The plainclothes officer sighed and folded his arms.

“Mr. Cromwell needs several showers a day,” Ms. Jeffers flashed a smile.

“I'll bet he does,” One of the uniformed officers said sarcastically.

Cromwell screamed. They rushed to the door. Ms. Jeffers banged on the door, called out for him. The plainclothes officer nodded to the other two policemen. They brushed Ms. Jeffers aside. It took three tries, but the bathroom door was Jarred. The officers went inside, opened shower curtain, turned the shower off.

“What the hell?” One of them said.
Ms. Jeffers rushed in. Cromwell was no where in sight. Ms. Jeffers peered in the shower. All she could see was a large oil slick spread out on the shower mat.

Wide eyed, she threw both hands over her mouth to stifle a scream.

Tuesday, November 15, 2011

LITTLE TUSK copyright2011 m.s

Emma hated yard sales. Her Mother, younger brother Ben, were dragged to a yard sale the week before Thanksgiving by her Aunt Flora.

They had to move in with Flora while Father was away stationed half-way round the world. Flora was alright, just a little odd, too odd for Emma's nine year old sensibilities. She cooked breakfast for supper almost every night, and played opera music while taking a shower. Even dressed her Pomeranian, Gus, as famous presidents. Flora had a strange habit of videotaping Cooking shows she never watched. She said she was saving them for when she had more time to study the Chef's expertise.

Evert item they came across Flora would sigh or become over excited. Emma's Mother talked Flora out of buying these items. If she hadn't, the car would've been full of Tupperware and Man’s clothing. Ben also showed enthusiasm for boardgames. Already he'd spent five dollars of his allowance, which he'd saved thirty-five dollars since last spring. That really irked Emma. She couldn't save a dime. Emma always seemed to buy too much Goobers or buy the newest video game for her DS.

Mother only bought a red scarf. Emma could tell she missed Father. Mother had several red scarfs, and always when Father was away. Emma heard Mother a few nights before telling the story of how she met Father. She was standing on a bridge watching the moon reflect off the water when the wind blew her scarf from her hair and she chased it until a sailor caught it for her. That sailor, of course, was Father.

They were almost out of the Yard sale when Aunt Flora saw the item that made her heart skip a beat. Emma was first to the car when she heard Flora cry out. Emma put a hand on her head and made a grunting noise.

“I can't believe I found it!” Flora exclaimed. “I need this for my collection.”

She held in her hands so delicately was a porcelain Elephant with white tusks. Yes, Flora did have a very large collection of porcelain figures, mostly of animals or circus related items. The worst of those were the clown figures. Emma hated those things. They unsettled her. Once in awhile when she was in the living room by herself watching Animal planet, she would climb on top of the couch and turn the clowns around facing the wall. Flora always asks who did that, no one would answer. Flora also had a terrible habit of naming her porcelain figures.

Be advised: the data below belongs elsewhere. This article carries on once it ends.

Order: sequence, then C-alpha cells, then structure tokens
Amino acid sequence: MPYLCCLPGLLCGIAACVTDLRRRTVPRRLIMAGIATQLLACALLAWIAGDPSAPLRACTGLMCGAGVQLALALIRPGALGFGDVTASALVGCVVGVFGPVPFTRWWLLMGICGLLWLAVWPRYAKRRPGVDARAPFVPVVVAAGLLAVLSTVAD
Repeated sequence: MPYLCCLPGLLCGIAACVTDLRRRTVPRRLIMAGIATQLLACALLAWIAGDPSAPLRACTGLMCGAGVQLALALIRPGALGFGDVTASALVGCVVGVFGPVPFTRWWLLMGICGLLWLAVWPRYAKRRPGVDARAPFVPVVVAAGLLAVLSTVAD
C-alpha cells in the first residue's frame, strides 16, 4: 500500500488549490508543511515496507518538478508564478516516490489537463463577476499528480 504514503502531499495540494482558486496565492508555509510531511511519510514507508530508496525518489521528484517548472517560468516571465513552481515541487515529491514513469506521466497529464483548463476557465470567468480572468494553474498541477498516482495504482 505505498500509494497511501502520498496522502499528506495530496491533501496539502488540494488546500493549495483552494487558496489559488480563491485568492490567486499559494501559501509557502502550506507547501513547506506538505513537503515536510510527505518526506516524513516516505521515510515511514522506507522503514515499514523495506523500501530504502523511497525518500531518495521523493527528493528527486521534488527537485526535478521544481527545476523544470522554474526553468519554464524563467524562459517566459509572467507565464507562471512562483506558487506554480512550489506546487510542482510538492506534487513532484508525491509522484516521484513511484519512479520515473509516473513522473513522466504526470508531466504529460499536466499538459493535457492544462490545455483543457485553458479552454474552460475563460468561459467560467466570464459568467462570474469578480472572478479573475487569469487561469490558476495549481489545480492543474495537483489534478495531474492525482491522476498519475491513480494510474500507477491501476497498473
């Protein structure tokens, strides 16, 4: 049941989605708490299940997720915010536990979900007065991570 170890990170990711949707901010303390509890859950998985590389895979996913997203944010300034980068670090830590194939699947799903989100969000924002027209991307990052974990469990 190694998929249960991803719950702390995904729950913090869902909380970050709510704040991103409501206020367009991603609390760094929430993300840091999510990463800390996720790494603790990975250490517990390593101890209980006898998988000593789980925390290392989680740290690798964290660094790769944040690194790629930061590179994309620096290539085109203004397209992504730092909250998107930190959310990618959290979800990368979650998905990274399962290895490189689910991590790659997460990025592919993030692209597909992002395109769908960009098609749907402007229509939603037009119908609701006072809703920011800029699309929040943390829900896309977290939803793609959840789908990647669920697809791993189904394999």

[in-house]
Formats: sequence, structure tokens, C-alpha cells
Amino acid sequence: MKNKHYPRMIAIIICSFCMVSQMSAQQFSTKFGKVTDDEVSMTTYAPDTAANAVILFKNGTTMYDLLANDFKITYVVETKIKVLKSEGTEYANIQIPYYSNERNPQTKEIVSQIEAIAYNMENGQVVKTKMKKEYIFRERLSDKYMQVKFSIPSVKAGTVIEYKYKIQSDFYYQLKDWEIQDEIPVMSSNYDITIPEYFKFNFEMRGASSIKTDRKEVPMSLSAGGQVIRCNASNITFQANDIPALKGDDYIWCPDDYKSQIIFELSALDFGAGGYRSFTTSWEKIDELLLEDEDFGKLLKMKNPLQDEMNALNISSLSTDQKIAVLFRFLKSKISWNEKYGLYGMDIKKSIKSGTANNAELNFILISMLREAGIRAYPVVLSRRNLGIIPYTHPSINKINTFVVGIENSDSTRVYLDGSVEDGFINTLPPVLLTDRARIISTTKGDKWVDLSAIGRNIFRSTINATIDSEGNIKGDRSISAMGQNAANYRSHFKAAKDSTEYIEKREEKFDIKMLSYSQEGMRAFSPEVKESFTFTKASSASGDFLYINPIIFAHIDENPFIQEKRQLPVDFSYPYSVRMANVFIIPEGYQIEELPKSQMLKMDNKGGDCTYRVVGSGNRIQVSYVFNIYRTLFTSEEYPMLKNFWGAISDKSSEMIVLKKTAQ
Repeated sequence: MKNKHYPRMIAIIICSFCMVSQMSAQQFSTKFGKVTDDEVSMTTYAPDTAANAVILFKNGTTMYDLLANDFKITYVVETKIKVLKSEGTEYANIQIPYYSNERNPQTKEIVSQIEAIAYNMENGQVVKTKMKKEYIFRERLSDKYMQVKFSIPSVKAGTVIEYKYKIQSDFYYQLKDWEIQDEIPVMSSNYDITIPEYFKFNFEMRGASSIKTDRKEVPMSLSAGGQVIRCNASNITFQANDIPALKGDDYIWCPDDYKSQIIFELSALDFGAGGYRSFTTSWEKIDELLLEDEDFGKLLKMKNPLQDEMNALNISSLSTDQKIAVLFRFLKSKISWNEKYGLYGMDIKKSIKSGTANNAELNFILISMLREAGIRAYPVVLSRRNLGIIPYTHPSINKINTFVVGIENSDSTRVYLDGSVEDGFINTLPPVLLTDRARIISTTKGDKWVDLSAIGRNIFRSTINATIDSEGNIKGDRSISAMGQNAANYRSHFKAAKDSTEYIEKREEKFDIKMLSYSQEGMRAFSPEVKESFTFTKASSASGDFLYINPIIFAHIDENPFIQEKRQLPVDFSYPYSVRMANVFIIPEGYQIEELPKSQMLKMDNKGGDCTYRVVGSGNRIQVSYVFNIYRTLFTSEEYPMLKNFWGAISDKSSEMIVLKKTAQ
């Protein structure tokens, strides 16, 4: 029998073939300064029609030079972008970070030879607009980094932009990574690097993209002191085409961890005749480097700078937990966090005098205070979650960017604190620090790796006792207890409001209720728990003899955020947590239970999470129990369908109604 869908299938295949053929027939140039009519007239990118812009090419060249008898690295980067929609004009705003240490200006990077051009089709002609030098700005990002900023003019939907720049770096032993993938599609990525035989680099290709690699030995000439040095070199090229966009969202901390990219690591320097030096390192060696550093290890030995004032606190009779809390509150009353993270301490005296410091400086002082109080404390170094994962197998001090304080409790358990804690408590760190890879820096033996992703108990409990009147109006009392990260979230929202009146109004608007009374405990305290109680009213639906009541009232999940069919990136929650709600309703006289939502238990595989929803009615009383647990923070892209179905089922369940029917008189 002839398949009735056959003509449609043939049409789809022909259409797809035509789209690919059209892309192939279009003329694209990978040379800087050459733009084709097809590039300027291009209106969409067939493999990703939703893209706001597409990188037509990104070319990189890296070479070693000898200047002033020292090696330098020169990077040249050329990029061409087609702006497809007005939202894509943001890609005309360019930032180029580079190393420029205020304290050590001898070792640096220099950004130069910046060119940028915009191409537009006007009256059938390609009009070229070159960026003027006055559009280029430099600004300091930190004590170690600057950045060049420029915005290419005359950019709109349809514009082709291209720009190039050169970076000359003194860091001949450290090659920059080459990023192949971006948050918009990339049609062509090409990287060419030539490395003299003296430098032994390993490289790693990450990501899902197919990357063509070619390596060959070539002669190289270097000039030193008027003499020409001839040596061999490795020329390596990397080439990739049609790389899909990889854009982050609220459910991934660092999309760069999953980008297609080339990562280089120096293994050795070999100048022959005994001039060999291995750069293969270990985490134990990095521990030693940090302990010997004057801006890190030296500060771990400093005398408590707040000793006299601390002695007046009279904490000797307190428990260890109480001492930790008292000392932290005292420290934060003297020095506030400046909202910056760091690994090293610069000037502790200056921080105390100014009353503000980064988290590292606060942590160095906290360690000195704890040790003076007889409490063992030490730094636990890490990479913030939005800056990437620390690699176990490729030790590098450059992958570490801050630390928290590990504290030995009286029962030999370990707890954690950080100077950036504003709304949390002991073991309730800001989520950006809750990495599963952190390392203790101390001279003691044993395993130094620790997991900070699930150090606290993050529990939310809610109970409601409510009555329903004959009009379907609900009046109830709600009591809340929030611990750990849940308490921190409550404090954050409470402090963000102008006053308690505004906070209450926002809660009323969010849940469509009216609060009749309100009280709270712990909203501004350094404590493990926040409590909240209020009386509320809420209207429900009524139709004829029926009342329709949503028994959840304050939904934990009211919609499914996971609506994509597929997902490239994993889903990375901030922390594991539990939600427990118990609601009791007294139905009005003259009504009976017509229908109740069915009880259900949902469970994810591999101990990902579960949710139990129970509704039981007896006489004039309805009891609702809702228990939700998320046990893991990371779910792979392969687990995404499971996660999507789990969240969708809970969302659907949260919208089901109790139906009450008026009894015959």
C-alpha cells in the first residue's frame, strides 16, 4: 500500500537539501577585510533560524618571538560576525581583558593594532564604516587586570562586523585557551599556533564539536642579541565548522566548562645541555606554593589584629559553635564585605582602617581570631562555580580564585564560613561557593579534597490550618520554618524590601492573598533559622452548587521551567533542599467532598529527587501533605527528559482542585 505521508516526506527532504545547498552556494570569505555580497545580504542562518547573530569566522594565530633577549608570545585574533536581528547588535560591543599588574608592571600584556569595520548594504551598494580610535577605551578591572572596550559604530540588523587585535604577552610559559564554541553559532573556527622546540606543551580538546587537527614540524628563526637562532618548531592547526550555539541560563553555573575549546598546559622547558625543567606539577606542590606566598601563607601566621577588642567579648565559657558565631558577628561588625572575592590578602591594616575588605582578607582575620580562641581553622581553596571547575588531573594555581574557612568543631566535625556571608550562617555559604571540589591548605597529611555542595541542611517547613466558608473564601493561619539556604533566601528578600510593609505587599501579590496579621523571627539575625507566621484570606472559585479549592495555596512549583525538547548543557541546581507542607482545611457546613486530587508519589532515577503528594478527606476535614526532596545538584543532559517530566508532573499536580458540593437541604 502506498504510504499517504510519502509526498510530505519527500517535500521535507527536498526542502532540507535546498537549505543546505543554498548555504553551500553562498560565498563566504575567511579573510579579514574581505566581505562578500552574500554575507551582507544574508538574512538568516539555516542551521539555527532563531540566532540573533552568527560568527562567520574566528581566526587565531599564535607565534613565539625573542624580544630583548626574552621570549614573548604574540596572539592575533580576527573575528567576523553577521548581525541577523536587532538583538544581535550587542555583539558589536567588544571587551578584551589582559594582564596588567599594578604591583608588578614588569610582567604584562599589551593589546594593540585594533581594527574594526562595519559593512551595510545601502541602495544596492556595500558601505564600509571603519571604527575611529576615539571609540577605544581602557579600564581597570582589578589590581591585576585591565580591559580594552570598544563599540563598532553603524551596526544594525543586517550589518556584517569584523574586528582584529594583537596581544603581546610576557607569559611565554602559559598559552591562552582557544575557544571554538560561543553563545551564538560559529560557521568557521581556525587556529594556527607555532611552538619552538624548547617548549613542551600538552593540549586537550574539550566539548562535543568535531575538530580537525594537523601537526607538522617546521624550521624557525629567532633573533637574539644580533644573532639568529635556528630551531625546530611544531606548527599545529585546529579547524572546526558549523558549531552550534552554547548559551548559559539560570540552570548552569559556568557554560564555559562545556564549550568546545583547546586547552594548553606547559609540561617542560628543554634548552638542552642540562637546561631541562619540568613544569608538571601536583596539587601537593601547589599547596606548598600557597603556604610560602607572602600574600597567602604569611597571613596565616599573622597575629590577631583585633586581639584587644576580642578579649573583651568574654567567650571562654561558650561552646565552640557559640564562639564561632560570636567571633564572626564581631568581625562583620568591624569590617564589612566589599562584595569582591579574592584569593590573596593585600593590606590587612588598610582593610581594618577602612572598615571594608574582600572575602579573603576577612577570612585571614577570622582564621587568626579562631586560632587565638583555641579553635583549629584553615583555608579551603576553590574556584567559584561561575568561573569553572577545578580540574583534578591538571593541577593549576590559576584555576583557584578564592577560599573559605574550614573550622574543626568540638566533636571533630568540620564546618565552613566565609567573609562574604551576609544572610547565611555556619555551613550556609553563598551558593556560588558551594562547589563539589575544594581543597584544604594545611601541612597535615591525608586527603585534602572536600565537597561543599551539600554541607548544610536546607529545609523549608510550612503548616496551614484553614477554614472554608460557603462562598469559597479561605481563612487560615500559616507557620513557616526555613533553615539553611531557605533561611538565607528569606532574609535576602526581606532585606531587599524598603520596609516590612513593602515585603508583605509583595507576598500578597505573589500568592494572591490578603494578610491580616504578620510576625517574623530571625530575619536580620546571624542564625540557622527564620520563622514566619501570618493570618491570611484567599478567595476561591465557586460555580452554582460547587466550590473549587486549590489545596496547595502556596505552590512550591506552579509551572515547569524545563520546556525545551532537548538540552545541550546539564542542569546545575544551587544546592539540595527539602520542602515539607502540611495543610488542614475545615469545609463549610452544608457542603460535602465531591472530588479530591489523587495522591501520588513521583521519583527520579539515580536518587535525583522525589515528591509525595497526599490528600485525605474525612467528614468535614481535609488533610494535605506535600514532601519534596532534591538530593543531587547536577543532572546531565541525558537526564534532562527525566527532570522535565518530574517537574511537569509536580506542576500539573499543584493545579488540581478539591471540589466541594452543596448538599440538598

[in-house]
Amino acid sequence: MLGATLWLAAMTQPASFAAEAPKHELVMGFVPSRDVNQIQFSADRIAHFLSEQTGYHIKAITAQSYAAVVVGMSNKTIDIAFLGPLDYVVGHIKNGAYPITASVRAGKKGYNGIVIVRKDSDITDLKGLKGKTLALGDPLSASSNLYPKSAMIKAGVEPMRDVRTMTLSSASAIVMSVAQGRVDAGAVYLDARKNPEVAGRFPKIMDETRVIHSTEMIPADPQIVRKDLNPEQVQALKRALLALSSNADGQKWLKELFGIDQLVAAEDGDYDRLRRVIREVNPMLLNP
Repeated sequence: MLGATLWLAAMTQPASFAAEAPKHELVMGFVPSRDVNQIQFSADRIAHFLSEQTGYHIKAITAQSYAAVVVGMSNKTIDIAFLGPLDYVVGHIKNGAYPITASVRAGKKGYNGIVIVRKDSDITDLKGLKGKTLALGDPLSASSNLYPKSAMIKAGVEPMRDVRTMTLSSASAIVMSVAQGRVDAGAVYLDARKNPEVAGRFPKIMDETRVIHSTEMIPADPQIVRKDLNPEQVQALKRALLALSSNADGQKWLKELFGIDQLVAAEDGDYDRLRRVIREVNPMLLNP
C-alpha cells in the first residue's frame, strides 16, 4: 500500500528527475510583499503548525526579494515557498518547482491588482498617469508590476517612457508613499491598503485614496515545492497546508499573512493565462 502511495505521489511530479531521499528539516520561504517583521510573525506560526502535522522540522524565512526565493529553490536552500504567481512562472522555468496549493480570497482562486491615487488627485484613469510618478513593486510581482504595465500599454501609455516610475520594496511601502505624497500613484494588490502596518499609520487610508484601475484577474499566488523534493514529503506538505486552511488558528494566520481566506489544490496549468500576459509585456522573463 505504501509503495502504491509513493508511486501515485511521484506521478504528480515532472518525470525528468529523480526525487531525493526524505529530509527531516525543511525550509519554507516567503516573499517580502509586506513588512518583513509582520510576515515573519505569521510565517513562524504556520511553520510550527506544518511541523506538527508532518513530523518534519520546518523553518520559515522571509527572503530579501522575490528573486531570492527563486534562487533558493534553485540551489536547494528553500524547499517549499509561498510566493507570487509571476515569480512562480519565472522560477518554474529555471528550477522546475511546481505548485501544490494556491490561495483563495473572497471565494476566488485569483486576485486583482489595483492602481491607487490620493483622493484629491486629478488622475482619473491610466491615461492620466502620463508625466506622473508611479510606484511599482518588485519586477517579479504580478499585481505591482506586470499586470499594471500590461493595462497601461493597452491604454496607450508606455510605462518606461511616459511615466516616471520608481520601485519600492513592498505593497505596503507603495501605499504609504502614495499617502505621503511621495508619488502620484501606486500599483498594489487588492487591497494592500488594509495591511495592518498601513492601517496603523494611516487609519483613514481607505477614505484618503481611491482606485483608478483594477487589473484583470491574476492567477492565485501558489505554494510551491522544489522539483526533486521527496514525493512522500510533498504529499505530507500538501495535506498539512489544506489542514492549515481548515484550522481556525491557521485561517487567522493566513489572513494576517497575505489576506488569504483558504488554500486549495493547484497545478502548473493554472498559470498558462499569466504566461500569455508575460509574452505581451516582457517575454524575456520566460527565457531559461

Aunt Flora placed the porcelain Elephant on the mantle next to her two porcelain circus tigers. She stood back and admired it. She looked at Emma and said, “Little Tusk. That's what I will call him.” She cackled and Emma plugged her ears with her fingers. Then Flora saw that her collection of clowns were facing the wall again. She was infuriated. “Who did this?” She exclaimed, her eyes shifting to all in the room. No one said a word. “One day,” She said. “I will find out who does this—this--terrible act!”

The next day, Emma awoke to a car hissing by her window. It sounded like a cat trying to sing. She wandered into the living room, eyes half closed. She stepped over Ben, who was lying in the middle of the floor eating brownie cakes and watch IRON MAN cartoons on TV. The house was very quiet. Emma spun around, trying to find the source of her confusion.

“Mama's gone,” Ben said, entranced by the screaming voices and exploding cars and buildings.

“Gone where?” Emma said in a drone voice. She was making her way slowly to the kitchen for a bowl of corn pops and raisin bran mixture. Emma was a genius of creating new cereals.

“Last night Daddy called. He said his boat--”

“You mean ship, doofus.”
“Ship—whatever!” Ben raised his hand at Emma, then continued. “His SHIP, was close by. So Aunt Flora is driving Mama to the airport.”

Emma placed her hands on her hips. Her eyebrows lowered, her lips tightened up. “Why am I always the last to know everything? I'm the oldest. She always forgets to tell me first! It always comes from you—and wait! If his ship is close by, then why is she catching a plane to meet him?”

Ben wiped crumbs from his mouth. He said calmly, “Why your always last to know is your always late home or always asleep, and your a brain fart. I don't know why she has to catch a plane. They didn't tell me.”

Emma walked up to Ben, placed her dirty foot, which she hadn't washed in a day, in his face. She held it, began to push, while he screamed as if he had just been stabbed. There was the sound of keys rattling in the front door. The door swung open and Gus ran inside, immediately peed on the floor. Aunt Flora stepped inside and slammed the door shut.

“Ah hah!” She screamed. Emma quickly removed her foot from Ben's face and jumped away from him. Ben wiggled around on the floor sputtering and moaning about germs in his mouth. “The adults are away and we can play!” Aunt Flora bellowed, then cackled.

Ben had crawled all over the living room floor, coughing and spitting. He was pushing the cushion from the couch and bumped the couch, which bumped the wall and shook the wall. The shelf attached to the wall above the couch rattled. Aunt Flora's statuettes moved slightly, several hung on to the edge of the shelf. Flora screamed as if something cataclysmic was happening. Emma smiled. Ben was about to get into trouble. Serves him right for calling a brain fart.